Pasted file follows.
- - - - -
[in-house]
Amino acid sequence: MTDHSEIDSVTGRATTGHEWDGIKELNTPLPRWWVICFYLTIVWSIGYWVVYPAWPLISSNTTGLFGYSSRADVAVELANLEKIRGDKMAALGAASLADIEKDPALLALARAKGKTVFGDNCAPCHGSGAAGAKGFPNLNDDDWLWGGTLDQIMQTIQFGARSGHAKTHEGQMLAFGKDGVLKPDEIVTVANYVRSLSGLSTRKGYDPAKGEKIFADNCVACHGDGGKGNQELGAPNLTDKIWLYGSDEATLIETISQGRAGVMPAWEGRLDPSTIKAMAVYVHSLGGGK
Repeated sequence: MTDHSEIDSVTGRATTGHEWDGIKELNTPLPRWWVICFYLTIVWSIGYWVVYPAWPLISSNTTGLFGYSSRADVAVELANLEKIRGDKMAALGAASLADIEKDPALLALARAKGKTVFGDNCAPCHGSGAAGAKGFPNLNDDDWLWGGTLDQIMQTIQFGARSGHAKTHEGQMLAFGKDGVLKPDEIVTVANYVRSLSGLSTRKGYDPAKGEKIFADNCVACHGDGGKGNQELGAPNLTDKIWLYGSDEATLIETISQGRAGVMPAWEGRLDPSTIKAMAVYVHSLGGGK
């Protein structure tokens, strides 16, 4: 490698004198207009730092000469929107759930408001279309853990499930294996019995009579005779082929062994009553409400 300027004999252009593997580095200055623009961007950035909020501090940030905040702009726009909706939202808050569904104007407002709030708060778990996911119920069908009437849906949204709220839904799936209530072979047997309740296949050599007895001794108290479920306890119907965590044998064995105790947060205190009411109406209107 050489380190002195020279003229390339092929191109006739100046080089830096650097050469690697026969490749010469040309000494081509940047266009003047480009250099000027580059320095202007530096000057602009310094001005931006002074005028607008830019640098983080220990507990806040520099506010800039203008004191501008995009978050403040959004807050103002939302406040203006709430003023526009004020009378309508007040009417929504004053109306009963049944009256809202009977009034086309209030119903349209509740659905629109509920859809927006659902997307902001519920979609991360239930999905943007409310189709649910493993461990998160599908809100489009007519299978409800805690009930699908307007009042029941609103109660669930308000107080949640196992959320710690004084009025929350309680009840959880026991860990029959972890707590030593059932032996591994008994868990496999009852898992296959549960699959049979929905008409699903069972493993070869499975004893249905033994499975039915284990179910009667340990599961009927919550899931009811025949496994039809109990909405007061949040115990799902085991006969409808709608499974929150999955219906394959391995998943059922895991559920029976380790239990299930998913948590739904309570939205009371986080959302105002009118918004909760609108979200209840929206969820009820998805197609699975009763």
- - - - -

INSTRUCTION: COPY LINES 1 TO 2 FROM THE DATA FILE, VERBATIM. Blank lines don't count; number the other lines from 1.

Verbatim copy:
[in-house]
Amino acid sequence: MTDHSEIDSVTGRATTGHEWDGIKELNTPLPRWWVICFYLTIVWSIGYWVVYPAWPLISSNTTGLFGYSSRADVAVELANLEKIRGDKMAALGAASLADIEKDPALLALARAKGKTVFGDNCAPCHGSGAAGAKGFPNLNDDDWLWGGTLDQIMQTIQFGARSGHAKTHEGQMLAFGKDGVLKPDEIVTVANYVRSLSGLSTRKGYDPAKGEKIFADNCVACHGDGGKGNQELGAPNLTDKIWLYGSDEATLIETISQGRAGVMPAWEGRLDPSTIKAMAVYVHSLGGGK